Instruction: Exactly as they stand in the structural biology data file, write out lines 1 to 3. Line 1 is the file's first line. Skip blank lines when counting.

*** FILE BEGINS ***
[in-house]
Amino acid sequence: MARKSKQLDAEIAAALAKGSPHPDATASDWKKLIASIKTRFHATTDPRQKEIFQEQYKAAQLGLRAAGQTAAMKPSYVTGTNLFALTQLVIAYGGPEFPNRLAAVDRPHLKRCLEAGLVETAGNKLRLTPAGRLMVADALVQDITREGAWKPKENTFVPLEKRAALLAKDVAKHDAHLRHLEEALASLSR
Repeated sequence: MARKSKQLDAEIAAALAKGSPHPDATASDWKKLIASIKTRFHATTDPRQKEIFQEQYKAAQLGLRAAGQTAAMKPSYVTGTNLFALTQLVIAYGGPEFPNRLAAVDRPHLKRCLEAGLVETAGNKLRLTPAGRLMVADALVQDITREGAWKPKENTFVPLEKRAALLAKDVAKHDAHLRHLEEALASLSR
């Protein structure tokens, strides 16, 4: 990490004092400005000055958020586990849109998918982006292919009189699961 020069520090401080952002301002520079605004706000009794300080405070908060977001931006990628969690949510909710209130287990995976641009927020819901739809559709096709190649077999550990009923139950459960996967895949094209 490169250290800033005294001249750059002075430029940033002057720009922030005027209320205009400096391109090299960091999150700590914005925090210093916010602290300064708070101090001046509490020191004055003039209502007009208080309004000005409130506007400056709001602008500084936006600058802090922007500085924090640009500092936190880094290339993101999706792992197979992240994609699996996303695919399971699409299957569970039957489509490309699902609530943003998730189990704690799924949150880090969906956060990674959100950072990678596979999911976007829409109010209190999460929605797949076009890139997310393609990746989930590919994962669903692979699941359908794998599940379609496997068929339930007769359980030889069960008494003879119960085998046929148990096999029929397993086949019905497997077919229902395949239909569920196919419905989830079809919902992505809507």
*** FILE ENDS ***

[in-house]
Amino acid sequence: MARKSKQLDAEIAAALAKGSPHPDATASDWKKLIASIKTRFHATTDPRQKEIFQEQYKAAQLGLRAAGQTAAMKPSYVTGTNLFALTQLVIAYGGPEFPNRLAAVDRPHLKRCLEAGLVETAGNKLRLTPAGRLMVADALVQDITREGAWKPKENTFVPLEKRAALLAKDVAKHDAHLRHLEEALASLSR
Repeated sequence: MARKSKQLDAEIAAALAKGSPHPDATASDWKKLIASIKTRFHATTDPRQKEIFQEQYKAAQLGLRAAGQTAAMKPSYVTGTNLFALTQLVIAYGGPEFPNRLAAVDRPHLKRCLEAGLVETAGNKLRLTPAGRLMVADALVQDITREGAWKPKENTFVPLEKRAALLAKDVAKHDAHLRHLEEALASLSR